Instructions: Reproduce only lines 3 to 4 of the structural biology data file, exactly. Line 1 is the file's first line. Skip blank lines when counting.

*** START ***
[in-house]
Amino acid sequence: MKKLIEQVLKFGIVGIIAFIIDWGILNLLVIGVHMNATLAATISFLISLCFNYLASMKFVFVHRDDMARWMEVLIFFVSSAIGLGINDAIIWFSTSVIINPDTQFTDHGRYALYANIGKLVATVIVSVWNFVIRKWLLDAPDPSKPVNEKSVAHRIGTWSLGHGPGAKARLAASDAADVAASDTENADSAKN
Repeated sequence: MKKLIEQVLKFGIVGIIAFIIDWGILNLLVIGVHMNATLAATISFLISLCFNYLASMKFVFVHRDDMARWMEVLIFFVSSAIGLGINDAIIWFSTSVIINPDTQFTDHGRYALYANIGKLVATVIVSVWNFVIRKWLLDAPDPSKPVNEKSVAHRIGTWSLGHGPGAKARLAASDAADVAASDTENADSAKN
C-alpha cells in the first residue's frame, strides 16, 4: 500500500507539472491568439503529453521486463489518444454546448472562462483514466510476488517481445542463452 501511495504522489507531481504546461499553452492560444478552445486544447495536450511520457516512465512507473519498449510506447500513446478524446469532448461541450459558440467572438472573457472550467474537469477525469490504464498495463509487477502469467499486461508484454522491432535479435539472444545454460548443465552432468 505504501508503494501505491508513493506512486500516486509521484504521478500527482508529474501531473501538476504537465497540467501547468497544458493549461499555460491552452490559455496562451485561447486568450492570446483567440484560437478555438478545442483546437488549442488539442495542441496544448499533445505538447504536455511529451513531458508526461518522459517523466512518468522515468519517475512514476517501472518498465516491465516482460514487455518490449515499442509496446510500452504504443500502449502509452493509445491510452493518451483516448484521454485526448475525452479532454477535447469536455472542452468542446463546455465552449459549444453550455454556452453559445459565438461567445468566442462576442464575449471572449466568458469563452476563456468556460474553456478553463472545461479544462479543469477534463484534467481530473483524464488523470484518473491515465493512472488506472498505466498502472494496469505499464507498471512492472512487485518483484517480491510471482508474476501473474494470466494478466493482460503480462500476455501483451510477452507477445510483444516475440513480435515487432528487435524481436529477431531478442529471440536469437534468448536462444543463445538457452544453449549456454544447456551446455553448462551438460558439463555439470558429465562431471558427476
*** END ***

Repeated sequence: MKKLIEQVLKFGIVGIIAFIIDWGILNLLVIGVHMNATLAATISFLISLCFNYLASMKFVFVHRDDMARWMEVLIFFVSSAIGLGINDAIIWFSTSVIINPDTQFTDHGRYALYANIGKLVATVIVSVWNFVIRKWLLDAPDPSKPVNEKSVAHRIGTWSLGHGPGAKARLAASDAADVAASDTENADSAKN
C-alpha cells in the first residue's frame, strides 16, 4: 500500500507539472491568439503529453521486463489518444454546448472562462483514466510476488517481445542463452 501511495504522489507531481504546461499553452492560444478552445486544447495536450511520457516512465512507473519498449510506447500513446478524446469532448461541450459558440467572438472573457472550467474537469477525469490504464498495463509487477502469467499486461508484454522491432535479435539472444545454460548443465552432468 505504501508503494501505491508513493506512486500516486509521484504521478500527482508529474501531473501538476504537465497540467501547468497544458493549461499555460491552452490559455496562451485561447486568450492570446483567440484560437478555438478545442483546437488549442488539442495542441496544448499533445505538447504536455511529451513531458508526461518522459517523466512518468522515468519517475512514476517501472518498465516491465516482460514487455518490449515499442509496446510500452504504443500502449502509452493509445491510452493518451483516448484521454485526448475525452479532454477535447469536455472542452468542446463546455465552449459549444453550455454556452453559445459565438461567445468566442462576442464575449471572449466568458469563452476563456468556460474553456478553463472545461479544462479543469477534463484534467481530473483524464488523470484518473491515465493512472488506472498505466498502472494496469505499464507498471512492472512487485518483484517480491510471482508474476501473474494470466494478466493482460503480462500476455501483451510477452507477445510483444516475440513480435515487432528487435524481436529477431531478442529471440536469437534468448536462444543463445538457452544453449549456454544447456551446455553448462551438460558439463555439470558429465562431471558427476